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How Aretha Franklin Supported Angela Davis and the Black Panthers

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Singer Aretha Franklin performs in 2003 in New York City.  (Frank Micelotta/Getty Images)

Aretha Franklin, the queen of soul and 20th century pop titan who died Thursday at home in Detroit, had a special connection to the Bay Area’s radical history.

Franklin, whose “Respect” became a civil-rights anthem, connected with the Black Power movement in the Bay Area. In a 1971 Jet magazine interview, she offered to pay the bail of Angela Davis, then imprisoned after eluding arrest for alleged ties to a courtroom escape-turned-shootout in Marin.

“Angela Davis must go free,” Franklin said. “Black people will be free. I’ve been locked up… and I know you got to disturb the peace when you can’t get no peace. Jail is hell to be in. I’m going to see her free if there is any justice in our courts, not because I believe in communism, but because she’s a black woman and she wants freedom for black people. I have the money; I got it from black people.”

Franklin noted that her father, the preacher C.L. Franklin, did not approve of her position. “Well, I respect him, of course,” she said, “but I’m going to stick by my beliefs. Angela Davis must go free. Black people will be free.”

The next year, Franklin wrote a letter to Black Panther Party Minister of Culture Emory Douglas, expressing her regret that due to timing issues, she couldn’t appear at a fundraiser for the Oakland-headquartered organization. “I love what you are doing in the community, and I am looking forward to meeting all of you,” she wrote.


“I am also gratified that you thought enough to write and let me know your feelings, as once in a while one feels so inadequate in this business and wonders if people really feel we have talent or not and if that talent brings a smile or so from those we try to reach.”

Davis told The Nation this week that Franklin was among her most high-profile supporters. “Her bold public call for justice in my case helped in a major way to consolidate the international campaign for my freedom,” Davis said.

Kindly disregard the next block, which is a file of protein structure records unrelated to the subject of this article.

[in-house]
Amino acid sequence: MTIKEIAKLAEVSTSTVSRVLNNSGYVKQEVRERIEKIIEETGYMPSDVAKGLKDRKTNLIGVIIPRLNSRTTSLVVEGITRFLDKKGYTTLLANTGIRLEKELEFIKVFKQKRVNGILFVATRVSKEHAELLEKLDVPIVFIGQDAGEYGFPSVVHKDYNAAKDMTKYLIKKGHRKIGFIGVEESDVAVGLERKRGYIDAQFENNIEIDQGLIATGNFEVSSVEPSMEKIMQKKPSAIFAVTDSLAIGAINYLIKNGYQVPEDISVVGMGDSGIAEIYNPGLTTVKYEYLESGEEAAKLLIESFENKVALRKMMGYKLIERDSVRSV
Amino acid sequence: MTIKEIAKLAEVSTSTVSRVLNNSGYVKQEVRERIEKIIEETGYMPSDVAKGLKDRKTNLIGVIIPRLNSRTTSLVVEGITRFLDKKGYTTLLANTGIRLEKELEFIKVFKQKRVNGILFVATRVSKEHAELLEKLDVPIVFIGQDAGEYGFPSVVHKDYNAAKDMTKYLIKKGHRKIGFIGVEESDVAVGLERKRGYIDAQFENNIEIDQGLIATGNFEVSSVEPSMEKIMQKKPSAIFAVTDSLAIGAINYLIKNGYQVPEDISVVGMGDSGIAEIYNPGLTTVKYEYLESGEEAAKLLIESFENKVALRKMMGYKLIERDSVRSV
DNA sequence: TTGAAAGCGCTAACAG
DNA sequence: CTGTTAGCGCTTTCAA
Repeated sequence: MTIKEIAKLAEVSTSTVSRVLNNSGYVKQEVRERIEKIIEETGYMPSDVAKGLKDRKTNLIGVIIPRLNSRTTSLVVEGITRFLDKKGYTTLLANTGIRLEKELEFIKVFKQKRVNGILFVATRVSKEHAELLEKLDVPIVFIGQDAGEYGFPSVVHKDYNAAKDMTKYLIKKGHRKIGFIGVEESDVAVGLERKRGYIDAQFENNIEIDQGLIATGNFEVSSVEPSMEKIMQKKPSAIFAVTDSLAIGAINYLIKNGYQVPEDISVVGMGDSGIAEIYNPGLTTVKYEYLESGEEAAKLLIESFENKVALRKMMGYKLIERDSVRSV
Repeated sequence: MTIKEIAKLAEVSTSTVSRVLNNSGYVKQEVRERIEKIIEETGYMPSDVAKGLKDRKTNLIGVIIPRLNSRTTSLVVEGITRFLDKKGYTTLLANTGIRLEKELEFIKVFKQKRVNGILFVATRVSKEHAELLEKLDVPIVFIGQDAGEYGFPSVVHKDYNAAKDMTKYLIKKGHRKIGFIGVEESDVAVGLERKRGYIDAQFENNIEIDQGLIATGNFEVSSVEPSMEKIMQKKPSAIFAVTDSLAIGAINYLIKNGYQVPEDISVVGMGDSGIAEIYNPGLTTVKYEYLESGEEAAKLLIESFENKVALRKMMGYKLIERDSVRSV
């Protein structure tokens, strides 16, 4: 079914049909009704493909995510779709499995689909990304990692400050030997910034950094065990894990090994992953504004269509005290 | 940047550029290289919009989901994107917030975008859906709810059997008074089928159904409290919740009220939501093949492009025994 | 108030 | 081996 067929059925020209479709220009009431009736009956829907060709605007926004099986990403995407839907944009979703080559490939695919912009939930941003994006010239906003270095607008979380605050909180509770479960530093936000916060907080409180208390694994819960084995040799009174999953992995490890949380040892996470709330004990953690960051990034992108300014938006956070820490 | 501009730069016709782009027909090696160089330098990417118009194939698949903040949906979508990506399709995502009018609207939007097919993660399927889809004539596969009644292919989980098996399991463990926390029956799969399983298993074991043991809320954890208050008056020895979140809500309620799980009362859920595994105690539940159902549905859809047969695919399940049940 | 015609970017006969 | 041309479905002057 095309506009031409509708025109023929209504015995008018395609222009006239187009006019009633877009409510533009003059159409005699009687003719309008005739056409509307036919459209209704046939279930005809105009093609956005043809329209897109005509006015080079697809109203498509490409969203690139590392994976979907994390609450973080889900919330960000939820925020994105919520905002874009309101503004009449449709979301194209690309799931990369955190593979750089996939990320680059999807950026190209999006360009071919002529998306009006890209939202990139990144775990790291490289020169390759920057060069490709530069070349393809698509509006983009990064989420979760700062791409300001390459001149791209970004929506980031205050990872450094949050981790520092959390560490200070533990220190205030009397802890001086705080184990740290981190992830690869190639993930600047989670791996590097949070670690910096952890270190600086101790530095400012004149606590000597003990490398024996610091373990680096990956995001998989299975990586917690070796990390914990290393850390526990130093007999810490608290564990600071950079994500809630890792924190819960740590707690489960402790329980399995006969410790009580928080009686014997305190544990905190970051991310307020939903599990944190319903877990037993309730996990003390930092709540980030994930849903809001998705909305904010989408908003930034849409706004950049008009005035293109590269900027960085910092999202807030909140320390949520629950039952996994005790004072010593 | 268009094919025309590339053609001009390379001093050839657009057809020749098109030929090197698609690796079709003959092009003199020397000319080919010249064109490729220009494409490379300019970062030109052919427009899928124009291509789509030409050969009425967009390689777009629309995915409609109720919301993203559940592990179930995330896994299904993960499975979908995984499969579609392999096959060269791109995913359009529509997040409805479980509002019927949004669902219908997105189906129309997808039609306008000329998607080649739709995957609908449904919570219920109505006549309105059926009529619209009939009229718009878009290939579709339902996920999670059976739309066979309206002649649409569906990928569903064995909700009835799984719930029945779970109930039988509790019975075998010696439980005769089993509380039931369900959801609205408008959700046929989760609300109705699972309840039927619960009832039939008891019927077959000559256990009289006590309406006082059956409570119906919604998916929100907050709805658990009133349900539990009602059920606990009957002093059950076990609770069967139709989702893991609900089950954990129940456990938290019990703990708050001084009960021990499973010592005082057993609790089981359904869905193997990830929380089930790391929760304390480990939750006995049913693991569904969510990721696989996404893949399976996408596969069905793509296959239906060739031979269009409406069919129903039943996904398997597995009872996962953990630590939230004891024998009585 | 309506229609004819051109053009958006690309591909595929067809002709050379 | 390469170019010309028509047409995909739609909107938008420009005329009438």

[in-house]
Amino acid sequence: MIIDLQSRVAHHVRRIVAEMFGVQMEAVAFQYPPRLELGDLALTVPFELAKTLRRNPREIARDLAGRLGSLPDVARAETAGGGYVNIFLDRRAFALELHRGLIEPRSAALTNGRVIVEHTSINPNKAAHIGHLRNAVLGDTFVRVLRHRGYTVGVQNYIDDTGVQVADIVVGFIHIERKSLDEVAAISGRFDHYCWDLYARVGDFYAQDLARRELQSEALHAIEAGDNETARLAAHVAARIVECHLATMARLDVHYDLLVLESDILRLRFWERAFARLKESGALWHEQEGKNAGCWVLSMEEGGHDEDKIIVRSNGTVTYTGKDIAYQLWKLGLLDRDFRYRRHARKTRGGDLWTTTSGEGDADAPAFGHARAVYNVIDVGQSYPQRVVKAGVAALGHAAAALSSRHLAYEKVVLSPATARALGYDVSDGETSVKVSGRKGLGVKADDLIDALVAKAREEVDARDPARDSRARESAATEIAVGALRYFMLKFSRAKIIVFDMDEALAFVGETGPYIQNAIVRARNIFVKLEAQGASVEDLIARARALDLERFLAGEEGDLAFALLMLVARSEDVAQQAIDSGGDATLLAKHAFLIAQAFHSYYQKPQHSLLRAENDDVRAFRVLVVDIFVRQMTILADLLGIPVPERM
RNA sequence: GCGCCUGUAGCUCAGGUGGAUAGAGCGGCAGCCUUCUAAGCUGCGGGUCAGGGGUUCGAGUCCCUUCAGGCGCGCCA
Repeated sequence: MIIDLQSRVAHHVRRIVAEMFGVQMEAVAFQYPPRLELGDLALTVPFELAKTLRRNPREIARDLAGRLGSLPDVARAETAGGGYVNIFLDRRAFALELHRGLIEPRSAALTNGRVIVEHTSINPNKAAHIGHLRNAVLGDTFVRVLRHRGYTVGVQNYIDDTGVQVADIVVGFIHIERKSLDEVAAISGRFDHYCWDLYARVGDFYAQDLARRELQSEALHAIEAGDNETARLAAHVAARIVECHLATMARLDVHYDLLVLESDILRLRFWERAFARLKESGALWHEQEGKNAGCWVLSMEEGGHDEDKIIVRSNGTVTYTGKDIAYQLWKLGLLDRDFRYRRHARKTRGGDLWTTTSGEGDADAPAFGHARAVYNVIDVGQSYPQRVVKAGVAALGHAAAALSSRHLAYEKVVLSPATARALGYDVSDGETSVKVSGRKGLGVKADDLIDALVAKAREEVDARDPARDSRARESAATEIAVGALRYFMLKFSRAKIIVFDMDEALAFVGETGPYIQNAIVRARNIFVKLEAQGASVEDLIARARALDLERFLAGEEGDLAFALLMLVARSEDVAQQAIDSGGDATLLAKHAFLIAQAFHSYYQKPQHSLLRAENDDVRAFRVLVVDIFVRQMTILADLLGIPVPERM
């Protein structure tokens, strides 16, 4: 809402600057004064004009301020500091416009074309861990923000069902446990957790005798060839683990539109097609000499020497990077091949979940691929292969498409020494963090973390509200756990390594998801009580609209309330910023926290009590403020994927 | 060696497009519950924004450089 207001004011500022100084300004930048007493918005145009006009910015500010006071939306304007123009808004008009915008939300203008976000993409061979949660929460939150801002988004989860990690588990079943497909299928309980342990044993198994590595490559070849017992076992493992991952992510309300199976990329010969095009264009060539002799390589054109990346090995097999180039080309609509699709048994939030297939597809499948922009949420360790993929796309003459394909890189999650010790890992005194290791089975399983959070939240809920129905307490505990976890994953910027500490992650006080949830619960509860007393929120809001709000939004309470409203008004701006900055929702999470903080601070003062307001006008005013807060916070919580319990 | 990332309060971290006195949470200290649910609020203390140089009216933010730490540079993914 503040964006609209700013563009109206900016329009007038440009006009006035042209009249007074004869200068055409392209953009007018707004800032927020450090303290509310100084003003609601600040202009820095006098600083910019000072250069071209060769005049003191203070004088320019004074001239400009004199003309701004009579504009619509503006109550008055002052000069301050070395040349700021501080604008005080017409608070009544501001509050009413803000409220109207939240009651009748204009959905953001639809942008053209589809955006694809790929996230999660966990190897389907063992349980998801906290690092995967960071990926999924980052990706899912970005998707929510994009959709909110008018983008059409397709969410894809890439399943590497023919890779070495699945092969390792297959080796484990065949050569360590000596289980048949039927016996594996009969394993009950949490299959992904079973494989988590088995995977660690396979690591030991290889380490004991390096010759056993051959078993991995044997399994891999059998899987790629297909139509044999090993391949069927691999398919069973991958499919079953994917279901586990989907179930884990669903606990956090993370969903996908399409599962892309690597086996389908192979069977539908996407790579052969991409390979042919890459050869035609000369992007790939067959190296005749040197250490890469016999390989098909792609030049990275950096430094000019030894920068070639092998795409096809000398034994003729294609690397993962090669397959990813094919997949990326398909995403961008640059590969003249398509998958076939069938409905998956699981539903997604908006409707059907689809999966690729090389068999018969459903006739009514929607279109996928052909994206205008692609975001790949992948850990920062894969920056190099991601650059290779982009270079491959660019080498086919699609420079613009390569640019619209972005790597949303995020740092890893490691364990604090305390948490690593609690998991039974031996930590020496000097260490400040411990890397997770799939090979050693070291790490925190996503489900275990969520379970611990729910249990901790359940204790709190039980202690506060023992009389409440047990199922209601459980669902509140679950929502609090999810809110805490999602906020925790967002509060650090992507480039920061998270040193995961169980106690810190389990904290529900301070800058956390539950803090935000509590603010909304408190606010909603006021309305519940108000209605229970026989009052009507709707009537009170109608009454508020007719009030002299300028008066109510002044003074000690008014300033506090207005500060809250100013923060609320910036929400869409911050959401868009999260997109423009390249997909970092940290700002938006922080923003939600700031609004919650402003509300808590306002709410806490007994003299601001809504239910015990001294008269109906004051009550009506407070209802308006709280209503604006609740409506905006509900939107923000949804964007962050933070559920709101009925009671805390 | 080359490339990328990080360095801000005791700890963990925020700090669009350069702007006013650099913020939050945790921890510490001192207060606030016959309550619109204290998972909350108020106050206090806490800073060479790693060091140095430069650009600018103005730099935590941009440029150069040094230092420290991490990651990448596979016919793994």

Franklin’s connection to the Bay Area was also cemented in her concert appearances over the decades.

As a teenager in the 1950s, Franklin performed at the Oakland Civic Auditorium (later named for industrialist Henry J. Kaiser) as part of a gospel revue led by her father. The event, promoted by Mel Reid of Reid’s Records in Berkeley, yielded her classic recording, “Precious Lord, Parts 1 and 2.” In 1967, after making her San Francisco debut at the Jazz Workshop in North Beach, she returned to the Oakland Civic Auditorium as a headliner near the height of her secular stardom.

(Franklin has a plaque on the West Oakland Blues of Walk of Fame commemorating artists who performed on 7th Street, but in a 2015 interview with the Oakland Post, she claimed she never played Esther’s Orbit Room, as some have said.)

In 1971, storied promoter Bill Graham brought her to his Fillmore West in San Francisco for three nights, a recording of which was released on Atlantic Records that year as Live at Fillmore West. Album highlights include her crossover covers of Simon & Garfunkel and Beatles, done as stomping, gospel-tinged funk, and a 19-minute duet, “Spirit in the Dark,” with surprise guest Ray Charles.

Franklin performed several times at the Circle Star Theater in Santa Clara, but between the years 1978 and 2014, a fear of flying kept Franklin from performing in the Bay Area entirely. She finally returned after nearly four decades for a concert at the Oracle Arena.

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